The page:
2. Measure and monitor the problem and solutions
Effective companies develop policies explicitly prohibiting human trafficking, including incorporating a zero tolerance policy for human trafficking in supplier selection procedures. These policies apply to both company operations and their supply chains, including business partners like private employment agencies. These policies are integrated into contracts with suppliers and business partners.
Incorporating training programs to educate representatives on human trafficking has proved to be effective. Some firms conduct joint training and awareness-raising exercises and media campaigns with appropriate business partners and external stakeholders. Certain nonprofits and government agencies provide resources to assist with training. For instance, the Department of Homeland Security, as part of its Blue Campaign, offers a toolkit to educate employees in the hospitality industry.
Using in-house or third-party consultants to develop goals and key performance indicators and monitor adherence is essential. Some companies require auditors to provide country-level reports on the political and socioeconomic situations of the countries in which they operate and how those situations affect workers in those nations. These efforts go a long way in keeping the task top of mind.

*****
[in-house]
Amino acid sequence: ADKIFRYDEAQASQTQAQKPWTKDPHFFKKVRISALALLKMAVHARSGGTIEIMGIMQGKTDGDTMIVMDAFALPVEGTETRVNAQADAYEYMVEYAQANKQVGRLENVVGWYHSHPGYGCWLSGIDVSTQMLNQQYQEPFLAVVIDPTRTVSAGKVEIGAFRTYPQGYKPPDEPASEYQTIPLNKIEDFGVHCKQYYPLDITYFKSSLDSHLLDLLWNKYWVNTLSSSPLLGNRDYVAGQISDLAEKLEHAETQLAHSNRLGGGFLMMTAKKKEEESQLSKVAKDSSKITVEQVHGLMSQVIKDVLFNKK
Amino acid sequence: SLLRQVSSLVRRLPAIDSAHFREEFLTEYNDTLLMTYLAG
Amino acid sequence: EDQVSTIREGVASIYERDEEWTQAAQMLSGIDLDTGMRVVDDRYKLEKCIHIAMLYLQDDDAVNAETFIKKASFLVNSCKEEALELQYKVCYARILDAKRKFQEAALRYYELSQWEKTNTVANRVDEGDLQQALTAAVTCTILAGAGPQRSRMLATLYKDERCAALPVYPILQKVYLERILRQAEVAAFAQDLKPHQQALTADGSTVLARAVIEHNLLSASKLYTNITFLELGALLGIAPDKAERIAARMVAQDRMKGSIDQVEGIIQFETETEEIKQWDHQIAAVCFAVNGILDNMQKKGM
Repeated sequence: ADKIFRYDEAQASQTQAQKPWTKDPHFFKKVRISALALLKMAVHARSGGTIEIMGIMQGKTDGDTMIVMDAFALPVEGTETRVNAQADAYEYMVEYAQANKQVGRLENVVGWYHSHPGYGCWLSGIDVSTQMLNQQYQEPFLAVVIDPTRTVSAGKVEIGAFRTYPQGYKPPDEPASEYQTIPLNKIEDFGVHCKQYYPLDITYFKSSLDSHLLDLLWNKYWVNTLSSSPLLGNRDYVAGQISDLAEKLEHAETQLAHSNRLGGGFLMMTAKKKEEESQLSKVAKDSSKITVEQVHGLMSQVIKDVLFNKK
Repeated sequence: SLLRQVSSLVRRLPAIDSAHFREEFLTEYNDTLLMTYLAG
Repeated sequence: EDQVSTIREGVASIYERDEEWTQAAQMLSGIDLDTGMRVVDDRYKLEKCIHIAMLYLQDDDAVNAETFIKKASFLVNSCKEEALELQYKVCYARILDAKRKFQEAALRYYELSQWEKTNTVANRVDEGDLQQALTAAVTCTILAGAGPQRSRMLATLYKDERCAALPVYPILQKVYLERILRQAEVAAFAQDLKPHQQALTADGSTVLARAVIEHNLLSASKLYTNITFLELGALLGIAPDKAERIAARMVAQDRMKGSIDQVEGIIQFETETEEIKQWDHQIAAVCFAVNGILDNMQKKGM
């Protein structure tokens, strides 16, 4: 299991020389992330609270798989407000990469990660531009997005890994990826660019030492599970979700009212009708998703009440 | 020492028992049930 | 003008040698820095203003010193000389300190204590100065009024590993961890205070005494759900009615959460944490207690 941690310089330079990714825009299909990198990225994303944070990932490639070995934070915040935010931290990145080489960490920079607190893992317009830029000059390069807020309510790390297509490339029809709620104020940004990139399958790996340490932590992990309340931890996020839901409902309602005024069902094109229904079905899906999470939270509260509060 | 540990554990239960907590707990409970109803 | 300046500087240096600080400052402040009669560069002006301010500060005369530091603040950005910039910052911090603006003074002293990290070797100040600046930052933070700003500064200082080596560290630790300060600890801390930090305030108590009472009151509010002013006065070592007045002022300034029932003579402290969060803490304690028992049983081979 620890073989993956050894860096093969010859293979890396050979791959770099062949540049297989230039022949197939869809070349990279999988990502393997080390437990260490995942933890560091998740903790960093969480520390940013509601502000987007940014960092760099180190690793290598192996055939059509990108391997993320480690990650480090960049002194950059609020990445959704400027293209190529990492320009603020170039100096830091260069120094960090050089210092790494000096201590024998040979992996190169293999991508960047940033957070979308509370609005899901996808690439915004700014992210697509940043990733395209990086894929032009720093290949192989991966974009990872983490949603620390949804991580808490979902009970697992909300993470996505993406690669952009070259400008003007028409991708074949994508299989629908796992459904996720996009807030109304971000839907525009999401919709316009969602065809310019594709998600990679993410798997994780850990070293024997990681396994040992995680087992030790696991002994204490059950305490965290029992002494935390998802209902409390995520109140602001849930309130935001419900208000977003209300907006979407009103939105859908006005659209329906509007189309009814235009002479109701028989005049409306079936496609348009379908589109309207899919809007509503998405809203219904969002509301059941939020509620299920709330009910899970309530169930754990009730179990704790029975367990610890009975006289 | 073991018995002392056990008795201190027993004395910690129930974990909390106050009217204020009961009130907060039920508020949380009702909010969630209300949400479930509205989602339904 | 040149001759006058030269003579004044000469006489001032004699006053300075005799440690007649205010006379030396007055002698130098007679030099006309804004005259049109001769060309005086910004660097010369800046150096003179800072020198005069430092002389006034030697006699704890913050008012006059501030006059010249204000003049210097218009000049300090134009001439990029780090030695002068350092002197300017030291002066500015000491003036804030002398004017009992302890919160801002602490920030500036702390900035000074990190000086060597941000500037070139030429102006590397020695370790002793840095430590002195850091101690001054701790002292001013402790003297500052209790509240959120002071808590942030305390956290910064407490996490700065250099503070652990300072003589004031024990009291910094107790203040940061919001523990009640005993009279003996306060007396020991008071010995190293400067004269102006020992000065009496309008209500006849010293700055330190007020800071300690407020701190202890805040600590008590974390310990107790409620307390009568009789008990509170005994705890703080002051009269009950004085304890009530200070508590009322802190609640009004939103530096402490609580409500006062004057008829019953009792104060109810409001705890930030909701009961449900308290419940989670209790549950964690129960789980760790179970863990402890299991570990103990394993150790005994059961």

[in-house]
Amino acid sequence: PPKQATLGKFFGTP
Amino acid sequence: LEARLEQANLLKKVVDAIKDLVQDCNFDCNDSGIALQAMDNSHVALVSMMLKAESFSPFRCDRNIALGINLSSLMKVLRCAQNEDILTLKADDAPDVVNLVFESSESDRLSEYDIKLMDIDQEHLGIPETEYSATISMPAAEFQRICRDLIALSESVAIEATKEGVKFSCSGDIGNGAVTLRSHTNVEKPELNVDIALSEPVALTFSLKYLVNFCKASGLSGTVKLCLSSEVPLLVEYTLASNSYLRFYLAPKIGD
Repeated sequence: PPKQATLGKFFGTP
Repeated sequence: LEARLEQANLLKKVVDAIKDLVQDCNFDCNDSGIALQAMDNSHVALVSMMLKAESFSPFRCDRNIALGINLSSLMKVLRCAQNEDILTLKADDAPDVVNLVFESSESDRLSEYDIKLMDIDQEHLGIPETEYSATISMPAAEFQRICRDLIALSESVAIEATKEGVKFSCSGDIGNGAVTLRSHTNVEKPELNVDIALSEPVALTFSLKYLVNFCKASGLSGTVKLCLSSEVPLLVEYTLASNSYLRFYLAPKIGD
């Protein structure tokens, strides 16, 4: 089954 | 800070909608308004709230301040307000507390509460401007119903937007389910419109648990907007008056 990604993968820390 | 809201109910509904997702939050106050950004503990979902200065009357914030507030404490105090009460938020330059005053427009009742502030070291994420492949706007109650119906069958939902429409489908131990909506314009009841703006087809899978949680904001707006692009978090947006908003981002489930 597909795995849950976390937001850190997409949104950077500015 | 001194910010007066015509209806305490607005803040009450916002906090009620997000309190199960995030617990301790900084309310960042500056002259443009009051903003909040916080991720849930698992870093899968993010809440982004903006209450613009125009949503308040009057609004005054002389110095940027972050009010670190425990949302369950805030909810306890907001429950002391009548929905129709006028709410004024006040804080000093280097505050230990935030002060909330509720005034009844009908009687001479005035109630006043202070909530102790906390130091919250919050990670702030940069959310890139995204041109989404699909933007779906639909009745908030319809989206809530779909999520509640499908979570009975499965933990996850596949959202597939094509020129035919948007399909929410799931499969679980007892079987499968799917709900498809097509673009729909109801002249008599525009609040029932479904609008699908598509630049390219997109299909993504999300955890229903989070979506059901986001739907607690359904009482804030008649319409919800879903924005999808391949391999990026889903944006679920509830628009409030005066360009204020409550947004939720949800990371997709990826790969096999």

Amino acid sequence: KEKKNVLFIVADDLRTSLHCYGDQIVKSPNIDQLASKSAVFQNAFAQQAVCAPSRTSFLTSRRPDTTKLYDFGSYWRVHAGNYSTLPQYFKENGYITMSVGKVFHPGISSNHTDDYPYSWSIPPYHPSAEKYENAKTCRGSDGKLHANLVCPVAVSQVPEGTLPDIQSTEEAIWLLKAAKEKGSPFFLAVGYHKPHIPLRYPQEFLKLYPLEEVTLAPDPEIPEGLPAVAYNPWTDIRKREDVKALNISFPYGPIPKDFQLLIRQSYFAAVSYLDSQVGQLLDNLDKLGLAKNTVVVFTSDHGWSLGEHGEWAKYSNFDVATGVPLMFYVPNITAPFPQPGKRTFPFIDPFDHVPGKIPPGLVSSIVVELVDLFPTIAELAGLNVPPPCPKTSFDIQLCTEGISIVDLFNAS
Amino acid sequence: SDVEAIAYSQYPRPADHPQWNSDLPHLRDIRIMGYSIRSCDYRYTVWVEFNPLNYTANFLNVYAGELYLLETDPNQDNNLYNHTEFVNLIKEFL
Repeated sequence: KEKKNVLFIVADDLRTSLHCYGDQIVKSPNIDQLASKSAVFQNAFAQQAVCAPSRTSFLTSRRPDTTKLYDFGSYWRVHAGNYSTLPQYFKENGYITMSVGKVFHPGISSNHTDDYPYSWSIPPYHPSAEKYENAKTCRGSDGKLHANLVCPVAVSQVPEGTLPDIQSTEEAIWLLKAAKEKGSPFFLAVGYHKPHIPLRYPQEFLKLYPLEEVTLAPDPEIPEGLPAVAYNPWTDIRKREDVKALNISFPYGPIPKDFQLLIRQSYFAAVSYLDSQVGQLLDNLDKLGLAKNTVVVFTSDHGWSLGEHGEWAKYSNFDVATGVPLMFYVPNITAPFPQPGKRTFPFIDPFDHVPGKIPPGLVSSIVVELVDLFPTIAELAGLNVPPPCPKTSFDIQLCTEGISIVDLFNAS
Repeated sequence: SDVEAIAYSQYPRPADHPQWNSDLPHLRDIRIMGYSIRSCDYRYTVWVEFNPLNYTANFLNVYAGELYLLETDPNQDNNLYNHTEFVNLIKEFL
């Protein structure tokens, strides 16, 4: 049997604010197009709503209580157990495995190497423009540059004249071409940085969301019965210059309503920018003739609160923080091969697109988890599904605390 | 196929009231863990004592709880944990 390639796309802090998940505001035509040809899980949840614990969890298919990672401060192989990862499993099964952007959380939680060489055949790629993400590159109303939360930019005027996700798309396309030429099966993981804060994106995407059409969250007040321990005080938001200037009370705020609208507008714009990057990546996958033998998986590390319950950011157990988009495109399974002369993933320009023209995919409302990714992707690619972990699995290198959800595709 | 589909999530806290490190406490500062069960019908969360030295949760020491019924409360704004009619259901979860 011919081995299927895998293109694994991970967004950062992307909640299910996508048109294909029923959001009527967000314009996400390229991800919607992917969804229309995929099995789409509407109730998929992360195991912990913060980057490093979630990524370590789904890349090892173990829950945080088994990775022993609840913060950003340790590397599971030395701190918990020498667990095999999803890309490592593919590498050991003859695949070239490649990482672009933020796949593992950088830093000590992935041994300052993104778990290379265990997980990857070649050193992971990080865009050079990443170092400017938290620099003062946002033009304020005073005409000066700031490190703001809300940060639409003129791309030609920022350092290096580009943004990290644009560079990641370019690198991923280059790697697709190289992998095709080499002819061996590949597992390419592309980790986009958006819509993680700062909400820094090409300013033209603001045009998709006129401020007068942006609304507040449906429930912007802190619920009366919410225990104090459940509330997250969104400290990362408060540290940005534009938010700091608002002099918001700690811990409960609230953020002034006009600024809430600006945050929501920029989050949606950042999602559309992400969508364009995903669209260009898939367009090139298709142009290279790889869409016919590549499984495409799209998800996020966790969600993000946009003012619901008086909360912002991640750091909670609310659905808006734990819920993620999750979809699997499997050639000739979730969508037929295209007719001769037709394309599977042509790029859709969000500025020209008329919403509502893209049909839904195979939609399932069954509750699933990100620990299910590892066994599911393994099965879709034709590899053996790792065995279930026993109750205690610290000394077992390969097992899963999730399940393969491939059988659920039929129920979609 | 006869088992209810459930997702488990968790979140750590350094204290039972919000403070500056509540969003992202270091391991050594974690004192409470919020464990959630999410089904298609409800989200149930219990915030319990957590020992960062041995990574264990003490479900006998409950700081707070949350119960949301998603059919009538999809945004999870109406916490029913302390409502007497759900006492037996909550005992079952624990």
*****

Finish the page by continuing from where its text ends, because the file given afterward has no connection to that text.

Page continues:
3. Work with suppliers and their employees to ensure compliance
Companies often require business partners to periodically certify that they comply with the companies’ requirements on eradicating human trafficking from their operations. These certification requirements are integrated into the companies’ contracts.
Some companies require business partners to provide access to a confidential helpline directly connecting the suppliers’ employees with the firms. These helplines enable workers to express their complaints without fear of retaliation.
4. Examine production planning and recruitment practices
Companies that rely on business partners to manufacture and fulfill orders recognize that certain business conditions may create additional risks. Businesses seek to manage their demands to ensure that products are produced by known and trusted partners.